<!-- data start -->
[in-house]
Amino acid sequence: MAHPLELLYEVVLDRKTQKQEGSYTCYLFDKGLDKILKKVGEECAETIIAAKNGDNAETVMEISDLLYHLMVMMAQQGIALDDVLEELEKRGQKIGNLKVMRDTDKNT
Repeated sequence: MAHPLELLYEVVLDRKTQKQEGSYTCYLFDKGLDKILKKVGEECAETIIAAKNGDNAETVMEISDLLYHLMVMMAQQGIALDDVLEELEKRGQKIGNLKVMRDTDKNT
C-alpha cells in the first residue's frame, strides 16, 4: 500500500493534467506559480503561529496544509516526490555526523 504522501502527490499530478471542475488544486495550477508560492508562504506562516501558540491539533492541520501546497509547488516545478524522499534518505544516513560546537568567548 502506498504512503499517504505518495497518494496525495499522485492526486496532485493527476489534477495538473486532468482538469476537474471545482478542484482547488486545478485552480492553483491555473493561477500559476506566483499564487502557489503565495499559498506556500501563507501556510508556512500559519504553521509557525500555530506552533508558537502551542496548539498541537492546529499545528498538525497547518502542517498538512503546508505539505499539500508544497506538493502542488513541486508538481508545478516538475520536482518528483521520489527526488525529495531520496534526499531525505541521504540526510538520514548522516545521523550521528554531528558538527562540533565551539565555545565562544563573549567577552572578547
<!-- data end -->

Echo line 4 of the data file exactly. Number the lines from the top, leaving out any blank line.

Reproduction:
C-alpha cells in the first residue's frame, strides 16, 4: 500500500493534467506559480503561529496544509516526490555526523 504522501502527490499530478471542475488544486495550477508560492508562504506562516501558540491539533492541520501546497509547488516545478524522499534518505544516513560546537568567548 502506498504512503499517504505518495497518494496525495499522485492526486496532485493527476489534477495538473486532468482538469476537474471545482478542484482547488486545478485552480492553483491555473493561477500559476506566483499564487502557489503565495499559498506556500501563507501556510508556512500559519504553521509557525500555530506552533508558537502551542496548539498541537492546529499545528498538525497547518502542517498538512503546508505539505499539500508544497506538493502542488513541486508538481508545478516538475520536482518528483521520489527526488525529495531520496534526499531525505541521504540526510538520514548522516545521523550521528554531528558538527562540533565551539565555545565562544563573549567577552572578547